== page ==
Orno

The gist: Niven Patel’s winning streak continues with this greenery-strewn gem inside the Thesis hotel filled with innovations straight from his farm. The food: Despite Orno’s elegant décor, it feels a little like eating dinner on a family homestead—partly because you’ll find fresh vegetables and chopped wood stored along the dining room’s fringes, and partly because the bulk of the menu is inspired by what’s in season down at Rancho Patel. The James Beard-nominated chef is serving veggie specialties like Vadouvan Cauliflower with pickled apples and Aleppo pepper alongside seafood offerings like Red Snapper Crudo with mango and Thai basil. While vegetarians can definitely indulge here, carnivores aren't left out—the meaty lineup includes an A5 Wagyu Sirloin and Iberico Pork Pluma with peperonata.

Ch’i

The gist: Chinese food gets a Latin injection atop Brickell City Centre, where you can enjoy street food in a market, drinks in a garden, or cocktails at a not-so-secret speakeasy. The food: It’s like the people who created Ch’i’s menu lined up two columns of delicious-sounding foods from Chinese and Latin American cuisines, then started pairing them up into combinations that simply made them the hungriest. Peking Duck Tacos? Yep. Ropa Vieja Egg Rolls? Sign us up. The fusion works masterfully in the main dining room, where Chinese classics like Beef Chow Fun and Wagyu Bao Burgers are executed with equal precision. The Instagram star, though, is the Fortune Cookie Cheesecake, a slice of cake literally covered in fortune cookies.


Sushi Fly Chicken

The gist: A Tokyo-inspired sushi and sake bar is churning out gourmet fried chicken inside the old Firestone station on Alton Road. The food: Even if you’re not a fan of sceney Miami dining, you can’t argue with the sheer breadth of quality offerings at Sushi Fly. The Fried Chicken shines with a briny, citrusy zest that makes it an instant contender for best in the city. The sushi is fresh and skillfully presented, making it more than an afterthought at a place where you’re dining under stripper poles. If you can resist the temptation of filling up on the Japanese Milk Bread, the A5 Buri Bop Rice is a savory sensation. Best of all, SFC offers a $48 omakase menu, the rare South Beach sushi experience one could describe as a “deal.”

Oche

The gist: Darts become a social experience at this fun Norwegian import, where the pizza is much more than a way to pass time between tosses. The food: Oche—pronounced like “hockey” with no H—is basically a bowling alley for the dart-throwing set, where groups of friends can rent a board with private booths and compete over cocktails and carbohydrates. But unlike the chicken fingers and cardboard pizzas of Bowl-a-Ramas past, the food at Oche is outstanding, highlighted by some of the best pizza in Miami.The rest of the menu doesn’t slouch off, offering gourmet takes on bar staples like the Sticky Beef Tacos with blue corn tortillas and Bacon-wrapped Maduros.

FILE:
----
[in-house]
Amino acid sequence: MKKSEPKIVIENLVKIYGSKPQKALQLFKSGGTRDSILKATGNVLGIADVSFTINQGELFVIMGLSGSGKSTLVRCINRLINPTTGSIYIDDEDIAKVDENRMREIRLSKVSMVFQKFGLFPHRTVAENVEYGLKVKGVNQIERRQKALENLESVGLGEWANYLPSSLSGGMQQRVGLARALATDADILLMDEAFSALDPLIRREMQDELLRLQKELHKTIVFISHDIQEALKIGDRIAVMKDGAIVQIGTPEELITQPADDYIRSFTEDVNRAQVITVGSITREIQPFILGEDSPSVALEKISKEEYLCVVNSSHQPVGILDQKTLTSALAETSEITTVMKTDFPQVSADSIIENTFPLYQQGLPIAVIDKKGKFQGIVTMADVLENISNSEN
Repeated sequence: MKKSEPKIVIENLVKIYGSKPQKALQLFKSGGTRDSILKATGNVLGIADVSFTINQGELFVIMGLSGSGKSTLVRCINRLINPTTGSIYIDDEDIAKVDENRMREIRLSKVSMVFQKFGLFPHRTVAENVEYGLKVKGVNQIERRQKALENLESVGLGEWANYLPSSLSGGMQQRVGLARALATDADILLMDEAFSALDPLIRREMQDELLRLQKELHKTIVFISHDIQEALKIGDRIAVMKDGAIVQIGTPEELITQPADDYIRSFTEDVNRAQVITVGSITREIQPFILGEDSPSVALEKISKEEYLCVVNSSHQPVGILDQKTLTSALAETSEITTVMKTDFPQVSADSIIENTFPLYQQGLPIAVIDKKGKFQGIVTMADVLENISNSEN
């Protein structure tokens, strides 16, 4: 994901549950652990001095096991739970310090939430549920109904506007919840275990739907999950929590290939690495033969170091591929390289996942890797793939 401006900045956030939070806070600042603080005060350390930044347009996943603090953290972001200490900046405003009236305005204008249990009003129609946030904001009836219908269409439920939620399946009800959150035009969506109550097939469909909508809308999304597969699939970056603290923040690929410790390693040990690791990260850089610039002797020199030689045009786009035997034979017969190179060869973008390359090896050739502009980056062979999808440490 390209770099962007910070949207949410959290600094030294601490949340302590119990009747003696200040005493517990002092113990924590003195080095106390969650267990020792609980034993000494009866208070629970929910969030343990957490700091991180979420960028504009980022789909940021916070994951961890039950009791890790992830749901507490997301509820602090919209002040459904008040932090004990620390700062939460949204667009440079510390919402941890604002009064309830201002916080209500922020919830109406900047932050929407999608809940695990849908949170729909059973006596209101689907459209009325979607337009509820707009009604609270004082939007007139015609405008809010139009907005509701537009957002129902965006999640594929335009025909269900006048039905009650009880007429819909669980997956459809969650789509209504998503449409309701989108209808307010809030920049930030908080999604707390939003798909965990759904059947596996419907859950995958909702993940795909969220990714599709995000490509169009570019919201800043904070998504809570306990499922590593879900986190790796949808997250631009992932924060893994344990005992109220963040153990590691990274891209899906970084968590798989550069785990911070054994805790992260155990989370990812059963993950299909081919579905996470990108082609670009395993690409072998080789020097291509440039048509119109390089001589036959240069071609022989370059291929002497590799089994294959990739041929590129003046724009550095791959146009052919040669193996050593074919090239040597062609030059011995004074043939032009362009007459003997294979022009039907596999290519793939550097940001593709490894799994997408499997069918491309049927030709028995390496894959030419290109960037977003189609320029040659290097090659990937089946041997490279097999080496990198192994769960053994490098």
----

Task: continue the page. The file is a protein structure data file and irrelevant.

Casa Mariano

The gist: A celebrated Argentine chef opens an oasis of homey, South American specialties inside a spartan office park, positioning itself as fall’s most unexpected treat. The food: Chef Mariano Araya has struck the perfect balance between the adventurous and the familiar with his menu of Mediterranean-inspired Argentine offerings. The Short Rib Empanadas and Morcilla Spring Rolls bring the savory, meaty goodness one looks for in this style of South American food. But he gets creative with the Pan-formed Black Lentil and Red Quinoa Salad, giving your gullet a break from the grease. Finish off with the house-made Bucatini Bolognese and the stacked Tenderloin Milanese, and you’ll leave quite satisfied.

Kosushi

The gist: Flavorful, high-end sushi served under the most intricate wood-frame restaurant décor we’ve ever seen. The food: Dining inside Kosushi feels a little like someone put a sushi bar inside The Man sculpture at Burning Man, where thousands of hand-crafted wooden beams surround the tables. But the experience is distinctly South Beach, spanning a classic selection of fresh fish cuts accompanied by cold plates like the King Crab Truffle and Scallops covered in black salt and citrus. With a setting that stands far apart from South Beach’s sushi joint pack, it should top your list when looking for something new.

Botanico Gin and Cookhouse

The gist: A robust lineup of original gin and tonic cocktails make this the best new drinking—and maybe also eating—spot in the reimagined CocoWalk. The food: Botanico’s government name tells you all you need to know about the place: The gin is the reason you come in, but the cooking is pretty solid, too. The gin and tonic menu is Miami’s most creative, running 15 deep and headlined by the spicy 6 O’clock Brunel, laced with nutmeg, cubeb pepper, and lime, and the Gray Whale with mint, cucumber, and lemongrass. They’ll whet your appetite for Ecuadorian Shrimp Ceviche, Arepas, Steaks, and other South American staples.

Forte by Chef Adrianne

The gist: Adrianna Calvo channels all things Italian with the utmost gusto inside this classic, rusticly adorned eatery. The food: If you know anything about chef Calvo, you know not to expect anything subtle. Her Italian offerings are bursting with flavor, whether it’s Mortadella Wagyu Meatballs or Fried Ciliegine Mozzarella, which will probably ruin you on mozzarella sticks for life. Fire-cooked pizzas come to life with a sweet sauce and fresh cheese, making them addictively devourable. If you’ve got room after that, the homemade pastas don’t miss, and the Cannoli Cake is the Italian dessert hybrid the world truly deserves.